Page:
Concentration camps for prostitutes

One dark chapter in the American story gets left out of the history books: the American Plan, which detained tens, and possibly hundreds of thousands of women from the 1910s through the 1950s.

Under the plan, conceived during World War I to protect soldiers from “promiscuous” women and the diseases they possibly carried, women were surveilled, picked off the street, detained without due process, imprisoned sometimes for years, and forcefully injected with toxic mercury treatments for sexually transmitted infections they were merely suspected of having. The American Plan laid the groundwork — and sometimes, the actual foundations — for some women’s prisons and arguably led to the mass incarcerations of today. Progressive luminaries like Eleanor Roosevelt and Margaret Sanger endorsed the plan, as did Earl Warren, forcing its victims, disproportionately women of color, to fight back on their own.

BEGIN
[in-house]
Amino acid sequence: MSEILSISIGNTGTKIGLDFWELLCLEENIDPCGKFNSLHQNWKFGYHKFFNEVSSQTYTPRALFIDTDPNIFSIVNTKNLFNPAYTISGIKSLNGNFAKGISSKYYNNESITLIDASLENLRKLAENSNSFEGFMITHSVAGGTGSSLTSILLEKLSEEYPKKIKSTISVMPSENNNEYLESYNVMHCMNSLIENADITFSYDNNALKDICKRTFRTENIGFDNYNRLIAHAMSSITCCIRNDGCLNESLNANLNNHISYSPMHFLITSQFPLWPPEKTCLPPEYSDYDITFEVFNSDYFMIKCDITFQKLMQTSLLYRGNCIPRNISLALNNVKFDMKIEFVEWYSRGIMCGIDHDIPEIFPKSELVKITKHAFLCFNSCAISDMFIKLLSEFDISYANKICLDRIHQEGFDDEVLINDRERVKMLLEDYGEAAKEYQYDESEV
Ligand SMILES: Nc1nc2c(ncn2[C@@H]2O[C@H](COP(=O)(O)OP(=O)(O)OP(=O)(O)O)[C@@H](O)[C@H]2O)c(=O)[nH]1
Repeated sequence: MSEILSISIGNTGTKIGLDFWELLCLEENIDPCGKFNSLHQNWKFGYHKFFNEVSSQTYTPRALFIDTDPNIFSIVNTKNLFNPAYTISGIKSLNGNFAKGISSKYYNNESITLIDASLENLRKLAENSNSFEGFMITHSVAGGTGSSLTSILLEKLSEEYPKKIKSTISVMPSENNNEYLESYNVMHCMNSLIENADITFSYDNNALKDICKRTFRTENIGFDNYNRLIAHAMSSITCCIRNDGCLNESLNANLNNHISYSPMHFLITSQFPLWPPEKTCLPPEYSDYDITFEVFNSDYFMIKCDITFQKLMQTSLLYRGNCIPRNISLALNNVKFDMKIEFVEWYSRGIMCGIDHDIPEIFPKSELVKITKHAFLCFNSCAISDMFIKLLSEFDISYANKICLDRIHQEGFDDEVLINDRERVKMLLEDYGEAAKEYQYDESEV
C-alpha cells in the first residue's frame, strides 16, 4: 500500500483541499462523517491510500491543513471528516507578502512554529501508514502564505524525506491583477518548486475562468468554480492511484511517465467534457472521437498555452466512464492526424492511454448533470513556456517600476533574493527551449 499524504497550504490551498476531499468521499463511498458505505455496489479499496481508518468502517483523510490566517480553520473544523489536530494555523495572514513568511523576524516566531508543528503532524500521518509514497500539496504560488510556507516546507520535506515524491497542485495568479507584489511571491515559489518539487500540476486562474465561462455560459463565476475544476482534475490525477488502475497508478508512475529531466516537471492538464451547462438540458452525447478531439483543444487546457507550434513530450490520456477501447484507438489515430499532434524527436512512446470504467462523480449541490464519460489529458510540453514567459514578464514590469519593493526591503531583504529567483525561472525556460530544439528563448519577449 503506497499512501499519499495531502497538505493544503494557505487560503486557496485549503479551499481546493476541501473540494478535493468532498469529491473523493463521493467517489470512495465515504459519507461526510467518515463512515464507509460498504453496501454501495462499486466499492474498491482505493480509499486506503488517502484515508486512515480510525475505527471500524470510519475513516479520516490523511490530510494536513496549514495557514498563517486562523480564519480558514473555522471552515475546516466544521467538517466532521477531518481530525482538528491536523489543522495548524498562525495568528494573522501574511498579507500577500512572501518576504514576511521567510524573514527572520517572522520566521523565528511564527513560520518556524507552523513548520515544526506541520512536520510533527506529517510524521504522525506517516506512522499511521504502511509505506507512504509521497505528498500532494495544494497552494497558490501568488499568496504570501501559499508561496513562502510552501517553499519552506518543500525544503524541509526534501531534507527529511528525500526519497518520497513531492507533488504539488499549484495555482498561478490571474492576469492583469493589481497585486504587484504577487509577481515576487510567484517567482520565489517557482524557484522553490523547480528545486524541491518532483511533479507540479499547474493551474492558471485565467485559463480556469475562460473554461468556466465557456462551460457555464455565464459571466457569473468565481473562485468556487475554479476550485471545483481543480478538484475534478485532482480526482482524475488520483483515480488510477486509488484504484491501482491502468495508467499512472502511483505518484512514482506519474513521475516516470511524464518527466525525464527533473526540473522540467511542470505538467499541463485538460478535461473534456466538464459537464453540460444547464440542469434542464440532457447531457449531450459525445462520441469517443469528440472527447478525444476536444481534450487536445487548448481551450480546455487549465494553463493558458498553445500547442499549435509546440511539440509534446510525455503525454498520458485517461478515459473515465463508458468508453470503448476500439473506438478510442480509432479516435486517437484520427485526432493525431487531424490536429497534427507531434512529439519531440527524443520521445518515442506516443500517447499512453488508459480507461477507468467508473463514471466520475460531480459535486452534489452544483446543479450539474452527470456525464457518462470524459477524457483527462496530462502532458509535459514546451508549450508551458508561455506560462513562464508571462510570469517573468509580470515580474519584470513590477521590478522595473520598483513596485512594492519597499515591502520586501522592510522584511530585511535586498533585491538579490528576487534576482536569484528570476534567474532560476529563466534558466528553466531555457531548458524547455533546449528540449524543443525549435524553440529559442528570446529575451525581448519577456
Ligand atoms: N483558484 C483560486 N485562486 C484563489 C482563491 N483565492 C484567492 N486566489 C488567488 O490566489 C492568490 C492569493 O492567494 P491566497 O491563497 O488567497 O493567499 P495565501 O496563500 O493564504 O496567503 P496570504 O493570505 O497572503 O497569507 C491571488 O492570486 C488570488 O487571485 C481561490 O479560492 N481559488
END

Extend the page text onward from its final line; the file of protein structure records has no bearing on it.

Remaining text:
From the incarceration of citizens of Japanese ancestry to the detention of prostitutes, not to mention the treatment of black people, one has to wonder what the Supreme Court of the United States has been thinking in its role as “defender of the Constitution” and of civil rights. It has made some honourable decisions, but the gross misreading of the Constitution in the matter of gun ownwership, and the crass idea that “corporations are people” and can freely use shareholder funds to subvert democracy, suggests that, while legal training in the US might be good, it doesn’t necessarily mean that the Justices collectively use their intelligence, common sense, moderation or simple human kindness to good effect.

I fear that, for all the blah about liberty we cannot rely on a Trump Supreme Court to protect us against the drift toward authoritarianism, even less now that Trump has nominated to the Court a hard Right Constitutional literalist who was alledgedly willingly implicated in the un-American Bush torture policy. Epicurus deplored militarism, bullying and loss of individual freedom in his day. We should oppose it now. The United States is lurching in the same direction as, say Poland. Getting it back looks more difficult every day. Too many citizens simply don’t care. Tell me I am being too gloomy!

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